Netanyahu says Iran seeking means to attack Israel from Yemen
Israeli Prime Minister Benjamin Netanyahu have accused Iran of seeking the means to launch precision-guided missiles at Israel from Yemen, a signal that the war-torn Gulf Arab country could come under yet another pre-emptive Israeli attack.
Last week Israel killed an alleged militant commander in an airstrike extrajudicially in Northern Gaza, and several more airstrikes that saw more than 100 Palestinians killed, schools closed and normal life disrupted in Gaza. Several rockets were also fired then in retaliation from Gaza only to be intercepted by Israel’s powerful Iron Dome system.
“Iran wants to develop precision-guided missiles that can hit any target in Israel within five to ten meters. Iran hopes to use Iran, Iraq, Syria, Lebanon and Yemen as bases to attack Israel with statistical missiles and precision-guided missiles. That is a great, great danger,” Netanyahu said in a speech in Jerusalem.
Netanyahu made his allegations, which were short on details, as he hosted a senior U.S. delegation and following days of unusually voluble warnings in Israel that war could break out with Iran or its allies on more than one front.
Neither Iran nor the Yemeni Houthi fighters it sponsors had an immediate response to Israel’s allegation. The Houthis use missiles and drones in their war against a coalition led by neighboring Saudi Arabia but there is scant public indication they possess weapons capable of traveling the some 2,000 km (1,240 miles) to Israel.
Lt. Col. Jonathan Conricus, a spokesman for the IDF, said Israel cannot overlook threats from the north, including Hezbollah in Lebanon and Iranian-backed forces in Syria. Israel has carried out more than 1,000 airstrikes in Syria in recent years, and Iraq’s government has accused Israel of carrying out airstrikes against pro-Iranian militias north of Baghdad. Iran and its proxies have fired rockets at Israel three times since February 2018 and launched drones from Syria to target Israel.
After having deployed two fighter squadrons of F-15s, new air defense systems (including two Patriot batteries and a Terminal High Altitude Area Defense system (THAAD)) and other assets last month, USAF two B-1B Bombers have arrived at Prince Sultan Air Base (PSAB), where US F-22s and EA-18G Growlers are also deployed. All these deployments represents US military build-up in Saudi Arabia that was started in the aftermath of cruise missile and drone attack on Saudi oil infrastructure on September 14, 2019. The attack on Saudi oil facilities in Abqaiq and Khurais sent shock waves through both the global energy market and the national security sector, with fingers quickly pointing toward Iran as the culprit, even though the Houthi rebels in Yemen have claimed responsibility.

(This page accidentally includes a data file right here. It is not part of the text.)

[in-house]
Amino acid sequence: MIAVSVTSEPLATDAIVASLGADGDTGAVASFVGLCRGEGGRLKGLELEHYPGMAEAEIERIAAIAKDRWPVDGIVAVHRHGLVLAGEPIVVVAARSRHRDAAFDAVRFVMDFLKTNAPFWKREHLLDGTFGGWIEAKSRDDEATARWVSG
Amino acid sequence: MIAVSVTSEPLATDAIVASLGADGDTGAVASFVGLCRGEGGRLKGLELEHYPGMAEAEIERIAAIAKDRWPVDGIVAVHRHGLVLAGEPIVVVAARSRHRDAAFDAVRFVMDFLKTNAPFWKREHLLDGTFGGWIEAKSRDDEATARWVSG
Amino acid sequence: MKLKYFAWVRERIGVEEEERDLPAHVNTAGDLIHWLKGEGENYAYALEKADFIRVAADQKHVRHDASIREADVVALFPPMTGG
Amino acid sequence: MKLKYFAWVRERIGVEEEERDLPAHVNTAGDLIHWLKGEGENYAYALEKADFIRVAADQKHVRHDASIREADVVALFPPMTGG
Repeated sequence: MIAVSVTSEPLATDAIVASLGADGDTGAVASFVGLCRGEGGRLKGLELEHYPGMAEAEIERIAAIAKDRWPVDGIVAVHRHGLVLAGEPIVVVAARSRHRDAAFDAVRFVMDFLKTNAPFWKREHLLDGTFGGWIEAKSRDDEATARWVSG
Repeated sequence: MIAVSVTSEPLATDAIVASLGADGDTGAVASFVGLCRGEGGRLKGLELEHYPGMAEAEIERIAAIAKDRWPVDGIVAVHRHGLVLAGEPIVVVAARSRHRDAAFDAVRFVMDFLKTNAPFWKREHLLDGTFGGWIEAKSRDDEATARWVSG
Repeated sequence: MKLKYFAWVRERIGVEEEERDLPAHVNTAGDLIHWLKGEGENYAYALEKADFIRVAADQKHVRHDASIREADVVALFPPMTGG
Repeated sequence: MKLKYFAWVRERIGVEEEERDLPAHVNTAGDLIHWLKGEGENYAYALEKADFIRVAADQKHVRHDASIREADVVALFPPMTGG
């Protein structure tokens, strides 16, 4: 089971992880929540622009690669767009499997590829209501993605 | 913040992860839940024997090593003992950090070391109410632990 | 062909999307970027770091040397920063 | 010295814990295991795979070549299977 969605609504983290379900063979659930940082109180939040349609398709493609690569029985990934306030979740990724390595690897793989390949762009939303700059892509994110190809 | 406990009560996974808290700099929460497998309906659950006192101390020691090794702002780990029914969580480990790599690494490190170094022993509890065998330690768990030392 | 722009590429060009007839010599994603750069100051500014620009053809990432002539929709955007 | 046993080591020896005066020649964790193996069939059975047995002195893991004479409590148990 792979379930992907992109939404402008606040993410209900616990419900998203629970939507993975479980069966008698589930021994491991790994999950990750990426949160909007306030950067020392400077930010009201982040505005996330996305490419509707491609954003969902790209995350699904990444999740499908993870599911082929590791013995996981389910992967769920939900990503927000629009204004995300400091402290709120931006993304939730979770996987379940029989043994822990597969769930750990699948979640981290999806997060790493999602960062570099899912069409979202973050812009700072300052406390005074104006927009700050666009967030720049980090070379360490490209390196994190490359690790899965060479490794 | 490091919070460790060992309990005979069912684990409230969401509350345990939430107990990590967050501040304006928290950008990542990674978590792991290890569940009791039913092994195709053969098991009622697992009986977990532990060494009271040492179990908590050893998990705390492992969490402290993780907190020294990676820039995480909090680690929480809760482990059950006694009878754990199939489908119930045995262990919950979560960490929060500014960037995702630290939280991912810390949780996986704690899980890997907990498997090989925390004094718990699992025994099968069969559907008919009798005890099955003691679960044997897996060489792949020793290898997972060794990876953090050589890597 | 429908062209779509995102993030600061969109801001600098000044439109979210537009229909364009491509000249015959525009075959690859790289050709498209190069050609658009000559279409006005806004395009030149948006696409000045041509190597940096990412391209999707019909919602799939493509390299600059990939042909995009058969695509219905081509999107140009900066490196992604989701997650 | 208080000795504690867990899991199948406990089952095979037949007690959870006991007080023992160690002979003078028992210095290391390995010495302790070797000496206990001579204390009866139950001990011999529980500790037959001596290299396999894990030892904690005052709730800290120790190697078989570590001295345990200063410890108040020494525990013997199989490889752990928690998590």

Washington has been sending a steady stream of military assets to the Kingdom over the past several months, as part of the “maximum pressure” campaign against Iran. Tehran has responded by saying that any attack on its territory would be met with a disproportionate and devastating response against both US assets and allies like Saudi Arabia and the UAE.
Tehran staunchly rejected the blame, and has recently rejected meditation by France alleging him of partiality and working for US interests. Iran has reiterated that it won’t negotiate a new agreement despite the US introducing even harsher restrictions against the country and beefing up its military presence in the Persian Gulf.
The Iranian supreme leader, Ayatollah Khamenei has said recalling that North Korea and Cuba never got the desired sanctions relief despite sitting behind the negotiating table with the Americans.
In May, Trump unilaterally withdrew the US from the landmark Joint Comprehensive Plan of Action (JCPOA), which curbed Tehran’s military nuclear program in exchange for lifting sanctions. He has since then been pushing for a new broader deal, which will cover not only the nukes, but Iran’s ballistic missile developments as well.